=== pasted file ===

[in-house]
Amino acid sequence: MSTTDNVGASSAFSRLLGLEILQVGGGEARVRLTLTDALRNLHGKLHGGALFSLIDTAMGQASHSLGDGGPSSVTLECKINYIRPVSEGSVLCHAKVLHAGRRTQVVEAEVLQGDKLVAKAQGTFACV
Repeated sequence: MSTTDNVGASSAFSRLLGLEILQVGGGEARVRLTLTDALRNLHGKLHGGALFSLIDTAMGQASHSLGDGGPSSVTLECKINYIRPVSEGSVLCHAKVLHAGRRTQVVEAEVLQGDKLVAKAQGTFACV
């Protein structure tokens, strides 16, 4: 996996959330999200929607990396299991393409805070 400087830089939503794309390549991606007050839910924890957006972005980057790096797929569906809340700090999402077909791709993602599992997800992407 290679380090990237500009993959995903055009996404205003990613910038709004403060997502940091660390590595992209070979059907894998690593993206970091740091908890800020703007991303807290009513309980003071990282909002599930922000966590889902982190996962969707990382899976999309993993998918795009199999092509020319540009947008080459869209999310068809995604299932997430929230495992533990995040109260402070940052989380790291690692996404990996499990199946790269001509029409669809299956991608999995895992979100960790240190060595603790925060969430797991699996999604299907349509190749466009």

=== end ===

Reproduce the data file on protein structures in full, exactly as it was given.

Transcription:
[in-house]
Amino acid sequence: MSTTDNVGASSAFSRLLGLEILQVGGGEARVRLTLTDALRNLHGKLHGGALFSLIDTAMGQASHSLGDGGPSSVTLECKINYIRPVSEGSVLCHAKVLHAGRRTQVVEAEVLQGDKLVAKAQGTFACV
Repeated sequence: MSTTDNVGASSAFSRLLGLEILQVGGGEARVRLTLTDALRNLHGKLHGGALFSLIDTAMGQASHSLGDGGPSSVTLECKINYIRPVSEGSVLCHAKVLHAGRRTQVVEAEVLQGDKLVAKAQGTFACV
């Protein structure tokens, strides 16, 4: 996996959330999200929607990396299991393409805070 400087830089939503794309390549991606007050839910924890957006972005980057790096797929569906809340700090999402077909791709993602599992997800992407 290679380090990237500009993959995903055009996404205003990613910038709004403060997502940091660390590595992209070979059907894998690593993206970091740091908890800020703007991303807290009513309980003071990282909002599930922000966590889902982190996962969707990382899976999309993993998918795009199999092509020319540009947008080459869209999310068809995604299932997430929230495992533990995040109260402070940052989380790291690692996404990996499990199946790269001509029409669809299956991608999995895992979100960790240190060595603790925060969430797991699996999604299907349509190749466009």